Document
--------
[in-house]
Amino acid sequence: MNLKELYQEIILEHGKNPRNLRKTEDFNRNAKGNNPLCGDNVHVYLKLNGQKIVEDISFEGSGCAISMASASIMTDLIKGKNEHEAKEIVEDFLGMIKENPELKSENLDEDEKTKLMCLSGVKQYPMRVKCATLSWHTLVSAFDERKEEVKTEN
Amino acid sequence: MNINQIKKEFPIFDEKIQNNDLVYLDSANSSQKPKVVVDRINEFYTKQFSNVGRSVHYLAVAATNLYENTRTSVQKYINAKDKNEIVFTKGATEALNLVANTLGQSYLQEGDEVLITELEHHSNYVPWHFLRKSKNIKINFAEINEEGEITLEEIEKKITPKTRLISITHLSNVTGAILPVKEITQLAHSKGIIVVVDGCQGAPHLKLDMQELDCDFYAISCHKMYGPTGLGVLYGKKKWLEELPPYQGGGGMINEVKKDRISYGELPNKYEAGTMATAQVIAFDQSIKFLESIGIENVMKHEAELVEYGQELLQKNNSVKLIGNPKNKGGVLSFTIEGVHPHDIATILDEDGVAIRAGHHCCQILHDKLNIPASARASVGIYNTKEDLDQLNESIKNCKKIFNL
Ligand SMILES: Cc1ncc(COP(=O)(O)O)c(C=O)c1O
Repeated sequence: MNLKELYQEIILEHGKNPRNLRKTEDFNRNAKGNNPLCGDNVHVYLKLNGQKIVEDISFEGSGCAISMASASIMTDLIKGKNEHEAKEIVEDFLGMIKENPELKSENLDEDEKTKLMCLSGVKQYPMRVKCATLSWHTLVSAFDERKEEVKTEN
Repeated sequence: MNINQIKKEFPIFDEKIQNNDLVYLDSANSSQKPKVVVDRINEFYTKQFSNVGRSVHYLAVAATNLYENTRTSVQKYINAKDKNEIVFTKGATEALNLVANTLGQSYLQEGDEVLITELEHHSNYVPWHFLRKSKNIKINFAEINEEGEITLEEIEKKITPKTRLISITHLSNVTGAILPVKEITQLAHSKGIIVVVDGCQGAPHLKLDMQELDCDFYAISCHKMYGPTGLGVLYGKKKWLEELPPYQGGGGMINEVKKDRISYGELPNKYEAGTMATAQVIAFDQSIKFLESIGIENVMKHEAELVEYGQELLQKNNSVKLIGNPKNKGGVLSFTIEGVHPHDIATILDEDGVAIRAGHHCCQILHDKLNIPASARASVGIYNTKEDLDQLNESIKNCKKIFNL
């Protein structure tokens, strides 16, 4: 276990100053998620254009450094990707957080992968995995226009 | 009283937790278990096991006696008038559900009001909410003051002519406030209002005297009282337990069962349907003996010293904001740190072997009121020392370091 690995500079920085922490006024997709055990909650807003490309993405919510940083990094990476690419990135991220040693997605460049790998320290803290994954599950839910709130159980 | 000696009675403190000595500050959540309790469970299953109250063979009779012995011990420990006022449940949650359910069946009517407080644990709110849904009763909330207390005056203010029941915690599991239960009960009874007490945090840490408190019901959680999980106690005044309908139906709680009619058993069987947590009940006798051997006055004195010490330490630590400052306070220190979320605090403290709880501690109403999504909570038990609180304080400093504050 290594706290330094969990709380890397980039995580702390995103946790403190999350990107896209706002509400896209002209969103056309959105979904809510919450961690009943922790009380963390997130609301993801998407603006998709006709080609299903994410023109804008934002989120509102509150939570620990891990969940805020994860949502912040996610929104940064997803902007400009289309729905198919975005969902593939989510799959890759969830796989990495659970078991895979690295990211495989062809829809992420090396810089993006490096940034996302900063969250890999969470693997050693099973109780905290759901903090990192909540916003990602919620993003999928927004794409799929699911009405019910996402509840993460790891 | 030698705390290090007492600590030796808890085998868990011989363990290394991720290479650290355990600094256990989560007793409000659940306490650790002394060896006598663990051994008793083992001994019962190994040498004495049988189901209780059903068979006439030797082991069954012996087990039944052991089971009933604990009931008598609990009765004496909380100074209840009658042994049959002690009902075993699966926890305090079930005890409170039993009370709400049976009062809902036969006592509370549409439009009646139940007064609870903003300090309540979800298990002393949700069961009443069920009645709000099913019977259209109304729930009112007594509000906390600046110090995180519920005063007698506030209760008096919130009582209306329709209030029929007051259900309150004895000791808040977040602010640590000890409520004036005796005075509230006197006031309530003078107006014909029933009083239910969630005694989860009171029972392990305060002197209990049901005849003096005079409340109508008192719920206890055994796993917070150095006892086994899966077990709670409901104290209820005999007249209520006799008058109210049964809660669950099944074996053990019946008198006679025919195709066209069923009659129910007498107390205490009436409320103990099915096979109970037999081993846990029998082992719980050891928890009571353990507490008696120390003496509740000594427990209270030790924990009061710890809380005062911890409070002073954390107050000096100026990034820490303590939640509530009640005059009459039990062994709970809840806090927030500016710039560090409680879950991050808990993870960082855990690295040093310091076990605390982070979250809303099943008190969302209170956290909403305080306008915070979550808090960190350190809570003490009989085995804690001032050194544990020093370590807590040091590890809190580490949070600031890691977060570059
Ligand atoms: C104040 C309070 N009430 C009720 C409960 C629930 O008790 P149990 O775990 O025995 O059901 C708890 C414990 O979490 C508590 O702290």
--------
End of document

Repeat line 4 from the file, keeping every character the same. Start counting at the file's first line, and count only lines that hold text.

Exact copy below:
Ligand SMILES: Cc1ncc(COP(=O)(O)O)c(C=O)c1O